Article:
U.S. Reed to Northern Iowa’s Paul Jesperson: Enjoy the fame now

U.S. Reed is 56 years old and can’t escape The Shot, nor does he want to make it go away.

Not a day goes by that Reed doesn’t hear about his 49-foot buzzer-beater that allowed Arkansas to beat defending champion Louisville in a second-round NCAA Tournament game on March 14, 1981.

That’s the day when three upset finishes came down to the wire. That’s the day NBC’s Bryant Gumbel took viewers from Reed’s halfcourt shot to Rolando Blackman’s corner jumper as Kansas State beat top-seeded Oregon State to St. Joseph’s stunning national No. 1 DePaul. That’s the day that essentially resulted in a year later, when CBS got the tournament rights, Brent Musburger started using the phrase “March Madness” after seeing it in a car dealership ad for the Illinois high school basketball tournament.

Thirty-five years after his shot, Reed was watching March Madness at his house Friday night in Pine Bluff, Arkansas, when Northern Iowa’s Paul Jesperson banked in a stunning, half-court shot at the buzzer to beat Texas.

“A friend of mine texted me and said, ‘The U.S. Reed shot,’” Reed said. “I said, ‘No, mine was all net.’ Usually when a shot like that happens, the phone is going to be ringing, and for 30-some years, the phone is ringing every March. That’s been my life ever since that shot.”

Now, it’s Jesperson’s life. Reed finally has company in an exclusive club of players who won NCAA Tournament games with ridiculous, halfcourt shots.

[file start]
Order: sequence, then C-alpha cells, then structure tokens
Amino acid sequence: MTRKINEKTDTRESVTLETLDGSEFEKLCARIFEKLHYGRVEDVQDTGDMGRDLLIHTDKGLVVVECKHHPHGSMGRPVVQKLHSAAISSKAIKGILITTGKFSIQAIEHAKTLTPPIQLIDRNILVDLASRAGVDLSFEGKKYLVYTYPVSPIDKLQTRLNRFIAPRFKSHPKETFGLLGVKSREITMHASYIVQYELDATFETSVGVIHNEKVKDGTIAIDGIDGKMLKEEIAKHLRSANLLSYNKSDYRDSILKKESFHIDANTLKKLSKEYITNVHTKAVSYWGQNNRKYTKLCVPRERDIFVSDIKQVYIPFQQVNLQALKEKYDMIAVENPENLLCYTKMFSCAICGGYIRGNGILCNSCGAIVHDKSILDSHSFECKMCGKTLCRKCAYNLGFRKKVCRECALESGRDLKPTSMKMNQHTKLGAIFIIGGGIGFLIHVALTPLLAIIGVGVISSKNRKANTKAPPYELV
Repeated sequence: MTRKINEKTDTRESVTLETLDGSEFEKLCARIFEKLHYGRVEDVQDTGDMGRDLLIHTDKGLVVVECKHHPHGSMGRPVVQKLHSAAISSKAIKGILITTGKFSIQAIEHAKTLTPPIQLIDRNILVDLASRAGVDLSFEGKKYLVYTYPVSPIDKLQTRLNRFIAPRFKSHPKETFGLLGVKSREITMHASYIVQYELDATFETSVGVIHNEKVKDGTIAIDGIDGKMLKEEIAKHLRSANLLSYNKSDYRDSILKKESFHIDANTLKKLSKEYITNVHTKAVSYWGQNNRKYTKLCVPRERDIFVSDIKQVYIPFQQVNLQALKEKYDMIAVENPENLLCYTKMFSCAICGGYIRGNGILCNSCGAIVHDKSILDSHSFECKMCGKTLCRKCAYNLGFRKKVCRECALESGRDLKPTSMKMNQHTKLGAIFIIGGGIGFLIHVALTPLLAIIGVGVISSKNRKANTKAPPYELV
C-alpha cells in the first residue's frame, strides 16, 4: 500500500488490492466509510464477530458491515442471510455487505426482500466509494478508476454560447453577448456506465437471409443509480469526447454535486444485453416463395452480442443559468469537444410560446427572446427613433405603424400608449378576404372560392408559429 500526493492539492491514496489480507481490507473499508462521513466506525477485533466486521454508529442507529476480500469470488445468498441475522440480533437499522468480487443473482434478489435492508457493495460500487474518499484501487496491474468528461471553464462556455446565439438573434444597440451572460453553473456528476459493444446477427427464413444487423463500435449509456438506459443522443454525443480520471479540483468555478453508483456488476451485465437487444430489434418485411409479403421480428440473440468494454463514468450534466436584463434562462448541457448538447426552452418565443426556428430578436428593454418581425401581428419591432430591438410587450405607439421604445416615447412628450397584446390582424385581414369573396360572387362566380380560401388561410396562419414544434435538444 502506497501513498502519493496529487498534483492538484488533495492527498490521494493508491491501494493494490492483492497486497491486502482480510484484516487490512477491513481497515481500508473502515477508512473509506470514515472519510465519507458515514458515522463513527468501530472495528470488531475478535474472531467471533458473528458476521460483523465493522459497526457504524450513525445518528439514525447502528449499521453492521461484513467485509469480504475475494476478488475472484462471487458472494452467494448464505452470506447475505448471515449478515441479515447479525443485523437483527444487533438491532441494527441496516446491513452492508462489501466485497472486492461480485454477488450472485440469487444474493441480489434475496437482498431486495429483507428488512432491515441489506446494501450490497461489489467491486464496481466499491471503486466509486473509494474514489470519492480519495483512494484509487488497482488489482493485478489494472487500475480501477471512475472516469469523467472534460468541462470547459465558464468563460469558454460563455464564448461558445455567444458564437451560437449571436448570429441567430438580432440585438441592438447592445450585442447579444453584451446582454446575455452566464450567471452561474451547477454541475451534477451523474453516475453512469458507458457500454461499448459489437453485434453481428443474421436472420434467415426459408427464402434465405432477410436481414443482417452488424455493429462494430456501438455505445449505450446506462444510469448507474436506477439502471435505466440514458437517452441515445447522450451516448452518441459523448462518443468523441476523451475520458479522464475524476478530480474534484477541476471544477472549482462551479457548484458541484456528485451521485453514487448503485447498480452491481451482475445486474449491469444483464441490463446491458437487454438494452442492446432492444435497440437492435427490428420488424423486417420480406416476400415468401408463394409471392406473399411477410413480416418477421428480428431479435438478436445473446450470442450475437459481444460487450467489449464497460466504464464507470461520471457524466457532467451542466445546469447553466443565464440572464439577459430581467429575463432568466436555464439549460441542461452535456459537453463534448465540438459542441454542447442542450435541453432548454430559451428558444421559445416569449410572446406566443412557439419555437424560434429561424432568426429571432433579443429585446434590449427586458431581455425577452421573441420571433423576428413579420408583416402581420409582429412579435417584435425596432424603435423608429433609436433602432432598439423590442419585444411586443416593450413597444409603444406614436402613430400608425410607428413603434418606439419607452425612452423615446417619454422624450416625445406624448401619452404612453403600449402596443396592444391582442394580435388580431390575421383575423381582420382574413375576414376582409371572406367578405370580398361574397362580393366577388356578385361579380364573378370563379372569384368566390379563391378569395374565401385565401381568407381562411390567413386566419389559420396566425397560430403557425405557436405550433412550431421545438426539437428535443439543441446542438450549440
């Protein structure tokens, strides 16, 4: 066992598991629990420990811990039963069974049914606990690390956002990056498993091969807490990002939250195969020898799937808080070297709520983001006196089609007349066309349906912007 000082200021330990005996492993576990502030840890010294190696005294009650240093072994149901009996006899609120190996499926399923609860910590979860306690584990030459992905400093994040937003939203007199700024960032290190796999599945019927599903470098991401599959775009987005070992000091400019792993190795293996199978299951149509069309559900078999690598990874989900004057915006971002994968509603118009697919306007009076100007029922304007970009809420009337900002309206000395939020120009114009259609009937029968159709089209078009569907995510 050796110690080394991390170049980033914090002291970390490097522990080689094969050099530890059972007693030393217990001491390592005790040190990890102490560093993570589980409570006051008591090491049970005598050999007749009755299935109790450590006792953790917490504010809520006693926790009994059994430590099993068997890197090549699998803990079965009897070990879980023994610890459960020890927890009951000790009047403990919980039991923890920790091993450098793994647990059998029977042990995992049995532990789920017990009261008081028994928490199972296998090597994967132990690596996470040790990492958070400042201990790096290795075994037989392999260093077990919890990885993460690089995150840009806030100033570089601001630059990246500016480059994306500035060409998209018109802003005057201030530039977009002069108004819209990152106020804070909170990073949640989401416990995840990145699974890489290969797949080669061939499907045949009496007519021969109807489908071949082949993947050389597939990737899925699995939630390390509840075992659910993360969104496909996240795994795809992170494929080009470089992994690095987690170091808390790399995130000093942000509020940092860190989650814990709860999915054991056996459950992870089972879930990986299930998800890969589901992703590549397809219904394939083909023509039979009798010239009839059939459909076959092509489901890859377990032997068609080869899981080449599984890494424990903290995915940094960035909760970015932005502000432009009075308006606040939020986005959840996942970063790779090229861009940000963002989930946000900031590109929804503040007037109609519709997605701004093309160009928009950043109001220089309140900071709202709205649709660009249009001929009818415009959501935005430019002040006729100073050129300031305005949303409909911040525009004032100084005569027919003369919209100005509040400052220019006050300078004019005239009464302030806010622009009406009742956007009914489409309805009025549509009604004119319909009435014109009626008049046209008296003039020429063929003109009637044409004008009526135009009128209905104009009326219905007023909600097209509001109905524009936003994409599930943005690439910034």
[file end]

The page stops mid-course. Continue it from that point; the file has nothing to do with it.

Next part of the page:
Reed knows what’s coming for Jesperson. He has one piece of advice.

“Take every speaking engagement coming your way,” Reed said, laughing. “When it first happened to me, I would turn them down. There were so many and it was good money too. Back then, you’d get $400 to $500 for one speech. He’ll get more than that now. I started getting burned out. When I got older, I’m like, ‘I wish I had taken that money and put it into the savings account.’ Build your brand when it’s fresh. If I had to do it all over again, I would take more advantage of it. I was probably a little too lackadaisical.”

To fans of a certain generation, Reed’s shot remains an intense memory. Kids at golf shops who weren’t alive in 1981 tell Reed they promised their dad to ask him how he felt making that shot. Strangers tell him stories that relive emotional memories of their deceased fathers and grandfathers, or how someone had a heart attack after the shot, or how someone bumped his head on a ceiling fixture after the shot and went to the hospital.